Sadly, Rhianna was lucky. She's got her own...own fame, own benjis and own everything. She didn't NEED Chris or his so she fortunately COULD report out. What about the women who, emotional psychology aside, "can't" leave. Because they don't have a ride to get away. They don't have their own crib (or a way to get it) to get away to. They don't have their own job to pay for the Greyhound bus out of dodge.

Definitely interested in seeing the industry fall out from this. And more facts of what went down. There are always at least three sides to a story with two people involved - his side, her side and the truth in the middle.

Anonymous said...

Lisa J,

I think your point is a good one, but there are multiple threads of debate going on here and, I hope, you would see a difference between beating the hell out of your wife when caught in flagrante, and smacking her.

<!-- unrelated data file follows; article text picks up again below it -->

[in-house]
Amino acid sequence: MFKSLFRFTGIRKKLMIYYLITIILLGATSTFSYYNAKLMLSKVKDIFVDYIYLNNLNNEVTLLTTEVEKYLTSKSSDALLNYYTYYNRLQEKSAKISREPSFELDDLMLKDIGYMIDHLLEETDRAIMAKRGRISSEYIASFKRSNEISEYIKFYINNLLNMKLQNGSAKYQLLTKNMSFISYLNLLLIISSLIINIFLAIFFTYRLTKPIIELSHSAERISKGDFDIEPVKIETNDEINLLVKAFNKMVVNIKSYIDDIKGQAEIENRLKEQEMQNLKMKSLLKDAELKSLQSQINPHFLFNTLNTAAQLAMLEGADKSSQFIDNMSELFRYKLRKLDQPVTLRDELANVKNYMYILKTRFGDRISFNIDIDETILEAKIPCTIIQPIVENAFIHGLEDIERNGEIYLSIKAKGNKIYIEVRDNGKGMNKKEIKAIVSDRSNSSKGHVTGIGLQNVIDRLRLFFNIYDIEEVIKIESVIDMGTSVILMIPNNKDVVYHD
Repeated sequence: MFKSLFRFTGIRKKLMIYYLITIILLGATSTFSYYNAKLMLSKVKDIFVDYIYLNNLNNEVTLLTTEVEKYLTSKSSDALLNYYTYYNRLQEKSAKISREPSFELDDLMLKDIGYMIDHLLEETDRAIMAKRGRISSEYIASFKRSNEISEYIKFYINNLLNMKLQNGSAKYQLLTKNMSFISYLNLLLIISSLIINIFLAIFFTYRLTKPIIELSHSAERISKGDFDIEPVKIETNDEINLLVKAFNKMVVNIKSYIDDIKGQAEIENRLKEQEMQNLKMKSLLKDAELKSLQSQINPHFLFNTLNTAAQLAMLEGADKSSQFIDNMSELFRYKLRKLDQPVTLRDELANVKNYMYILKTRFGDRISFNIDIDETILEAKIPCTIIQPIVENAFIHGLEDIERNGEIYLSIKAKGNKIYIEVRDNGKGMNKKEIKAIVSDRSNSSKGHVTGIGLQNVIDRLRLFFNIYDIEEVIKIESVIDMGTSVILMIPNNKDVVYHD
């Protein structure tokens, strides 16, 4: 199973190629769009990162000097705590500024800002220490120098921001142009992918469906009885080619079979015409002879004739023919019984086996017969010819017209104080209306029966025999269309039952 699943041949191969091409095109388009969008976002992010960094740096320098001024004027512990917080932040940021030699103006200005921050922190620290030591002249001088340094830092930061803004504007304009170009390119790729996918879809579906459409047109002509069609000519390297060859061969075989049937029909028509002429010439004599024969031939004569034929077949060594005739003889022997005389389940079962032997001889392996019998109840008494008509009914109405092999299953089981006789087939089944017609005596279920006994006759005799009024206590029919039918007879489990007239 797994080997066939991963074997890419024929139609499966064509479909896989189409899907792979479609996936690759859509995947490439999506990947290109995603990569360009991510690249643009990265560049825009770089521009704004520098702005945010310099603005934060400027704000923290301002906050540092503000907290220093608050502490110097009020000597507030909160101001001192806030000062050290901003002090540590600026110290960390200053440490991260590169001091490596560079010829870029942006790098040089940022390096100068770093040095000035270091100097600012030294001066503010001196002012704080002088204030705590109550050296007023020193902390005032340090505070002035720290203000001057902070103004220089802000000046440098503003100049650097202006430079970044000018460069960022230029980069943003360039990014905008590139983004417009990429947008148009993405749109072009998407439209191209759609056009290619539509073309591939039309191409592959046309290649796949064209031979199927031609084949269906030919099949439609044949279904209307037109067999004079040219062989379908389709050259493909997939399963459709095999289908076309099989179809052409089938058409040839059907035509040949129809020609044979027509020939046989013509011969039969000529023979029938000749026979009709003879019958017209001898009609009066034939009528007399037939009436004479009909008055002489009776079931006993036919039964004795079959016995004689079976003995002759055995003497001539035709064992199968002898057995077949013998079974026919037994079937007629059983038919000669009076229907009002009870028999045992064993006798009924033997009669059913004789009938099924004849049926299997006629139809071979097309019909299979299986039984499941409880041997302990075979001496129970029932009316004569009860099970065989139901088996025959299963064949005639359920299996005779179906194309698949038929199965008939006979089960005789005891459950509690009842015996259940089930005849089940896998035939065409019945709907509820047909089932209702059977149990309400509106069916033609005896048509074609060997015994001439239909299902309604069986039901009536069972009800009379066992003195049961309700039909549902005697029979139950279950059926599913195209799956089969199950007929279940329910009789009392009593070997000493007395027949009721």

I think there are women who would argue that even one or two smacks make him an instant abuser, and that would be wrong.

I have a relative, now in his late 50s, who had an argument with his wife (whom he was married to for over 30 years before disease took her). It was a heated argument, and at one point, she called him a bitch, and he backhanded her.

This is the only time he ever hit her. I know this because the story is told by his kids, and it's pretty clear they never saw any other trace of abuse at any other point in the relationship.

Beating the shit out of someone you love or killing them is totally outside the lines. But there are times when, being human, violence flares up.